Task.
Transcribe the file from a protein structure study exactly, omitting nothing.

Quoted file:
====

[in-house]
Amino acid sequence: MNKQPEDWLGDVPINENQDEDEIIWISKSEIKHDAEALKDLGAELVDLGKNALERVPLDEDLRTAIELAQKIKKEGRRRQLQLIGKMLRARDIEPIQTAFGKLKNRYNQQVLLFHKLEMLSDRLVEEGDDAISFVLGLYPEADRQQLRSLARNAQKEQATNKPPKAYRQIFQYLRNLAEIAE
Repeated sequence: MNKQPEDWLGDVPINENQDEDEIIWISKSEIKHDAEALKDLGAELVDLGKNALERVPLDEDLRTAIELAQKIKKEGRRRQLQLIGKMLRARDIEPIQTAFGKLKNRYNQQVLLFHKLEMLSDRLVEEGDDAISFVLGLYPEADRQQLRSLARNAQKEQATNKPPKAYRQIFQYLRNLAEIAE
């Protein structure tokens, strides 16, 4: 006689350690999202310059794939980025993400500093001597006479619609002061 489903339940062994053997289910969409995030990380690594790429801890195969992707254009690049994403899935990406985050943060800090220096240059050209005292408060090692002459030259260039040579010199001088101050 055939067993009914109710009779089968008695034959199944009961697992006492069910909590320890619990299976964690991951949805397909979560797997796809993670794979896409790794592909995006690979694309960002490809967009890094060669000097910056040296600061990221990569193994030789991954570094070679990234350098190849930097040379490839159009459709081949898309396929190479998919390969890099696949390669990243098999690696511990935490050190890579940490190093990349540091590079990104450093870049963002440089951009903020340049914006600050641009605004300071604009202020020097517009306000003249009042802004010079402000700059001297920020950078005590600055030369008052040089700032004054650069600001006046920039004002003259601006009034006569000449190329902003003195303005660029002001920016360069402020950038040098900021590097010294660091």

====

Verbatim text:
[in-house]
Amino acid sequence: MNKQPEDWLGDVPINENQDEDEIIWISKSEIKHDAEALKDLGAELVDLGKNALERVPLDEDLRTAIELAQKIKKEGRRRQLQLIGKMLRARDIEPIQTAFGKLKNRYNQQVLLFHKLEMLSDRLVEEGDDAISFVLGLYPEADRQQLRSLARNAQKEQATNKPPKAYRQIFQYLRNLAEIAE
Repeated sequence: MNKQPEDWLGDVPINENQDEDEIIWISKSEIKHDAEALKDLGAELVDLGKNALERVPLDEDLRTAIELAQKIKKEGRRRQLQLIGKMLRARDIEPIQTAFGKLKNRYNQQVLLFHKLEMLSDRLVEEGDDAISFVLGLYPEADRQQLRSLARNAQKEQATNKPPKAYRQIFQYLRNLAEIAE
């Protein structure tokens, strides 16, 4: 006689350690999202310059794939980025993400500093001597006479619609002061 489903339940062994053997289910969409995030990380690594790429801890195969992707254009690049994403899935990406985050943060800090220096240059050209005292408060090692002459030259260039040579010199001088101050 055939067993009914109710009779089968008695034959199944009961697992006492069910909590320890619990299976964690991951949805397909979560797997796809993670794979896409790794592909995006690979694309960002490809967009890094060669000097910056040296600061990221990569193994030789991954570094070679990234350098190849930097040379490839159009459709081949898309396929190479998919390969890099696949390669990243098999690696511990935490050190890579940490190093990349540091590079990104450093870049963002440089951009903020340049914006600050641009605004300071604009202020020097517009306000003249009042802004010079402000700059001297920020950078005590600055030369008052040089700032004054650069600001006046920039004002003259601006009034006569000449190329902003003195303005660029002001920016360069402020950038040098900021590097010294660091």